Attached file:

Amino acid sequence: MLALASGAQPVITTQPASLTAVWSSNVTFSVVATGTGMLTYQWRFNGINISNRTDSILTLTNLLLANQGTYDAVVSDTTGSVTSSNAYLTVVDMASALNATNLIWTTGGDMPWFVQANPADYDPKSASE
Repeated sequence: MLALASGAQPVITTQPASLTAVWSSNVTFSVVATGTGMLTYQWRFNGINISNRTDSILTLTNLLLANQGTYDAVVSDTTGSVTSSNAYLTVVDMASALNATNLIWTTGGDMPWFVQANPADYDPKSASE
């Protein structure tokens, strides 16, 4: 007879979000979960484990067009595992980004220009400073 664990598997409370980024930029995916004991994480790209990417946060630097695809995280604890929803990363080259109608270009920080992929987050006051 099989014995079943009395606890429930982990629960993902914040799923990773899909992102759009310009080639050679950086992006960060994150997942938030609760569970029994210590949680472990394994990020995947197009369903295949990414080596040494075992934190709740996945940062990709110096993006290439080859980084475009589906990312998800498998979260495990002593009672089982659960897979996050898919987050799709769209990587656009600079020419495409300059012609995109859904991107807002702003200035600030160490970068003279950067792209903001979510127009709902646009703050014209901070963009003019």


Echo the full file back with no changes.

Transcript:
Amino acid sequence: MLALASGAQPVITTQPASLTAVWSSNVTFSVVATGTGMLTYQWRFNGINISNRTDSILTLTNLLLANQGTYDAVVSDTTGSVTSSNAYLTVVDMASALNATNLIWTTGGDMPWFVQANPADYDPKSASE
Repeated sequence: MLALASGAQPVITTQPASLTAVWSSNVTFSVVATGTGMLTYQWRFNGINISNRTDSILTLTNLLLANQGTYDAVVSDTTGSVTSSNAYLTVVDMASALNATNLIWTTGGDMPWFVQANPADYDPKSASE
């Protein structure tokens, strides 16, 4: 007879979000979960484990067009595992980004220009400073 664990598997409370980024930029995916004991994480790209990417946060630097695809995280604890929803990363080259109608270009920080992929987050006051 099989014995079943009395606890429930982990629960993902914040799923990773899909992102759009310009080639050679950086992006960060994150997942938030609760569970029994210590949680472990394994990020995947197009369903295949990414080596040494075992934190709740996945940062990709110096993006290439080859980084475009589906990312998800498998979260495990002593009672089982659960897979996050898919987050799709769209990587656009600079020419495409300059012609995109859904991107807002702003200035600030160490970068003279950067792209903001979510127009709902646009703050014209901070963009003019």